In the last election cycle, Crossroads GPS, a group founded by GOP super-strategist Karl Rove, spent the most political money of any social-welfare group, according to the Center for Responsive Politics, which estimated the total at $71 million. The group has remained relatively quiet this cycle.
The law states that 501(c)(4) groups must be operated exclusively for the promotion of social welfare, but the IRS has traditionally adopted a more lenient standard, said Paul S. Ryan, senior counsel at the Campaign Legal Center.
The IRS says social-welfare activity must be the primary activity of such groups. It gives them broad leeway by not classifying voter registration drives and even ads that criticize candidates as political activity.
Under new proposed regulations by the Treasury Department, the IRS would define voter registration, distributing voter guides and running ads that mention candidates as political activities.
It also proposed setting a bright-line limit for what percentage of groups’ activity would be allowed to fall into the category of candidate-related political activity.
If enacted, the regulations would, in effect, limit how much outside groups, such as Americans for Prosperity or League of Conservation Voters, could spend as a percentage of their budgets on the Senate races.
Sen. Charles SchumerCharles SchumerThis week: Trump makes first address to Congress Dean: Schumer's endorsement 'kiss of death' for Ellison How the candidates for DNC chair stack up ahead of Saturday's vote MORE (N.Y.), the Senate Democrats’ chief political strategist, called for the IRS to curb political spending by outside groups during a major speech on how to blunt the impact of conservative donors such as the Koch brothers.
“The Tea Party elites gained extraordinary influence by being able to funnel millions of dollars into campaigns with ads that distort the truth and attack government,” he said in remarks at the Center for American Progress Action Fund.
“There are many things that can be done administratively by the IRS and other government agencies — we must redouble those efforts immediately,” he added.
Democrats, however, know they must tread carefully while pushing the IRS to act. Revelations that the tax agency had targeted conservative groups swelled into a major controversy last year. Congressional Republicans have grilled the Obama administration on why there have been no indictments nine months after the IRS news broke.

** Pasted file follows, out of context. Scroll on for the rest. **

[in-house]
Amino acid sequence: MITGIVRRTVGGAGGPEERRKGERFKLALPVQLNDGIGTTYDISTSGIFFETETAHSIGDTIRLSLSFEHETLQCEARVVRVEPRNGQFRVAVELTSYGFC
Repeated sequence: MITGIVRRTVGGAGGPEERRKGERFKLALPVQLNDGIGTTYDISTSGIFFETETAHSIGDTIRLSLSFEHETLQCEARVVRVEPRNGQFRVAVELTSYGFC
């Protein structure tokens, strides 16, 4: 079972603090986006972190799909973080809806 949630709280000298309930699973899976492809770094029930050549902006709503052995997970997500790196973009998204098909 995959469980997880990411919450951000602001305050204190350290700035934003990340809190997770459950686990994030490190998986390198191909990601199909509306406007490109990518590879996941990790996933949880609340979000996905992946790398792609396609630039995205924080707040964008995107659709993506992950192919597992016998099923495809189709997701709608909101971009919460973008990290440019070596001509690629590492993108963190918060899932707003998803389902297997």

The Senate Finance Committee is in the middle of investigating whether IRS investigators acted with improper political motivations. The probe could be delayed, however, by the departure of the recent chairman, former Sen. Max BaucusMax BaucusFive reasons why Tillerson is likely to get through Business groups express support for Branstad nomination The mysterious sealed opioid report fuels speculation MORE (D-Mont.), who was recently confirmed as the U.S. ambassador to China.
Sen. Ron WydenRon WydenMnuchin aiming for tax reform by August Dems rip Trump administration for revoking Obama's transgender directive IPAB’s Medicare cuts will threaten seniors’ access to care MORE (D-Ore.), the incoming chairman of the Finance panel, has not yet fully merged his staff with the committee. A Wyden aide could not provide an update on the status of the investigation.
Republican lawmakers have pushed back strongly against the proposed IRS regulations.
Rep. Dave Camp (R-Mich.), the chairman of the Ways and Means Committee, has introduced legislation that would block the agency from implementing new rules until after the 2014 midterm election.
“The administration’s proposed rules openly target groups that are exercising their First Amendment rights. We cannot allow these draft regulations to go into effect,” he said in a statement.
"These regulations will put conservative groups out of business," he later told Newsmax.